mounds.
This fall promises to be very exciting, as we
continue to prepare for the imminent ground


John Worth (foreground, right) watches as
teachers pull a seine net to observe what
lives in the near-shore waters near Pineland
(photo by Diane Maher).


breaking on our new pavilion complex at
Pineland. We hope all our members will be able
to visit and see our progress over the next year.


A Shady Porch on

the Shell Mound

by Karen J. Walker

August. There's no air conditioning.
Imagine cooling off with a tall glass of cold
lemonade on a spacious, shady porch. And now
imagine that porch to be high atop one of
Pineland's ancient Calusa mounds, overlooking
Pine Island Sound, catching a summer breeze off
the water. From 1917 to 1927, just such a porch
graced the entrance to a sizeable house on what
today is known as Randell Mound. The structure
is long gone, having burned in 1927.


..





Remains of 1920s house pillar at Randell
Mound, April, 2002 (photo by Bill
Marquardt).


H : "., '-" . .

.. . -- '~' -~== m "",

The house that stood atop Pineland's Randell Mound from 1917 to 1927 (photo
courtesy of Ted Smith).


In the old photograph that appears here,
notice the pillars that supported the house.
The underground concrete, brick, and mortar
remains of these pillars were documented by
RRC archaeologists and volunteers during a
week of "historical archaeology" in April. The
pillar bases were discovered a few years ago
when new footer holes were dug for the
construction of a privately owned new house.
A turn of events ended construction plans and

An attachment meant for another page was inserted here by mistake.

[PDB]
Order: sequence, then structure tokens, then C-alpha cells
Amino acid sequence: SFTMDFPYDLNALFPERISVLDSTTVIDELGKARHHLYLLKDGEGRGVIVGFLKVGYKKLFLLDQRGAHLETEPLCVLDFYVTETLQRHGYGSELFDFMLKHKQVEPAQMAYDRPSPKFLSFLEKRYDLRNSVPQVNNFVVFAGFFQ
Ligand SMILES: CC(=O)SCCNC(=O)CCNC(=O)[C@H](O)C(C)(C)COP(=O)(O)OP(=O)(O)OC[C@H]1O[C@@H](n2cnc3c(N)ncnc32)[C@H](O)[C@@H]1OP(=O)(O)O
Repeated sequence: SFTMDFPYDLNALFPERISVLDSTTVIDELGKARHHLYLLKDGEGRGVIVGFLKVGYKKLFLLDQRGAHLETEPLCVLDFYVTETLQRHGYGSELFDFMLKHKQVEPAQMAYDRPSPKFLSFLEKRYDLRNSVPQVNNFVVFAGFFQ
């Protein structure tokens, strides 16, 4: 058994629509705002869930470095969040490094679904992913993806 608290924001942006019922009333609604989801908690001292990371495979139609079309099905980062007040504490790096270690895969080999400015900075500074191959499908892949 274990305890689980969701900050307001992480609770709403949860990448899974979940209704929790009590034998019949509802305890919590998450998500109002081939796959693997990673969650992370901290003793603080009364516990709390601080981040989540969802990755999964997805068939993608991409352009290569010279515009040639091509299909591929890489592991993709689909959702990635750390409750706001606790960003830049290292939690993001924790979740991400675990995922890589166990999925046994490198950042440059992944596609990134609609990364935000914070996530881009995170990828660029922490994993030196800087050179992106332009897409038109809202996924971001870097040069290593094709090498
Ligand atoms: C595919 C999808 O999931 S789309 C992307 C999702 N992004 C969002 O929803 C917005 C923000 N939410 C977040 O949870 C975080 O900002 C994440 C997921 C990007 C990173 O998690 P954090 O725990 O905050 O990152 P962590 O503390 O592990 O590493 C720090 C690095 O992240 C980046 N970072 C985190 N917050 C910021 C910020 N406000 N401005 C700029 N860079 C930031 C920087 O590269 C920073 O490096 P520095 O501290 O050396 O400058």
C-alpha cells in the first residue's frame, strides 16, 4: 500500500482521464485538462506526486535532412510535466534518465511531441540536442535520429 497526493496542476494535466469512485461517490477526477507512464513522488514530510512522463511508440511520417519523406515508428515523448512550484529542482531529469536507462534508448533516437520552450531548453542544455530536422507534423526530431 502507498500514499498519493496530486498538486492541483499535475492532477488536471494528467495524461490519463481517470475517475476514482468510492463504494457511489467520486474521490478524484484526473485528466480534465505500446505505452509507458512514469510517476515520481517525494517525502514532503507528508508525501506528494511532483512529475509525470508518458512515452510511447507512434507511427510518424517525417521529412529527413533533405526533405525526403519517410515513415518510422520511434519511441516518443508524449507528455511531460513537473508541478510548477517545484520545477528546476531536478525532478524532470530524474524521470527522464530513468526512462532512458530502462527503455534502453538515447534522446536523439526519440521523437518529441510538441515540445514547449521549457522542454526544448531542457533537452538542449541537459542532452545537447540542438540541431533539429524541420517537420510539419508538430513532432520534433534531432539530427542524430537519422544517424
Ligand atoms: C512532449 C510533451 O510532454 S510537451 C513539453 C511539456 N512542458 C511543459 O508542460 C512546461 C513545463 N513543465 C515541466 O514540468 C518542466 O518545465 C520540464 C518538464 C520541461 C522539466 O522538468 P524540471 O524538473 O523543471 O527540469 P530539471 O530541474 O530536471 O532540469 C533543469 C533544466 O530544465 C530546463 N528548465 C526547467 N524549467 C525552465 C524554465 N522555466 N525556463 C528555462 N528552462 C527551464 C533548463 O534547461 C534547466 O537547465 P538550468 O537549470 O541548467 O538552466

the property eventually became part of the
RRC (see Calusa News no. 9, page 3, or visit
http:// IIn n 1h niilil In/anthro/sflarch/calusa_9/
rescued.htm).


New Friends
of the RRC as of
August, 2002
(Please let us know of any errors or
omissions. Thank you for your support!)
Contributing Individual Members
Members Clifton Amsbury
($100-$499) Stephanie Ballo
Bill and Marjorie Campbell Jenna Wallace Coplin
Ernest M. Dumas
Brenda C. Burch
Teddi Fernandez
Family Members Barbara A. Field
Robert B. Patton
Kathleen and Jim Chumley
Jerry e,,- 1 I I - II ...
Marc Lapham
Barbara and Bob Sumwalt

































Pine Islander Gary Edwards works on the
summit of Pineland's Randell Mound
(photo by Karen Walker).
.............................................


Moundscaping

by Karen J. Walker


Part 2 o our recent work on the
Randell Mound took place in May. Our goal was
to transform the mound into a place that could
once again accommodate Saturday visitors
without the risk of their falling into the weed
hidden holes. This is just one step of a long
term plan that eventually will open the RRC to
daily visitors.
Our May objectives were to line with plastic
and then fill the 29 footer holes with shell and
sand and then begin to "moundscape" the
property. This largely involved the skilled Bobcat
work of RRC volunteer Gary Edwards, smoothing
out the fill dirt without disturbing the underlying
mound deposits. After that, advisory board
member Dick Workman recommended,
purchased, donated, and planted native railroad
vine (Ipomoea pes-caprae) and beach sunflower
(Helianthus debilis). Native plants such as these
are low-growing and, once established, low
maintenance. Because the summer rains had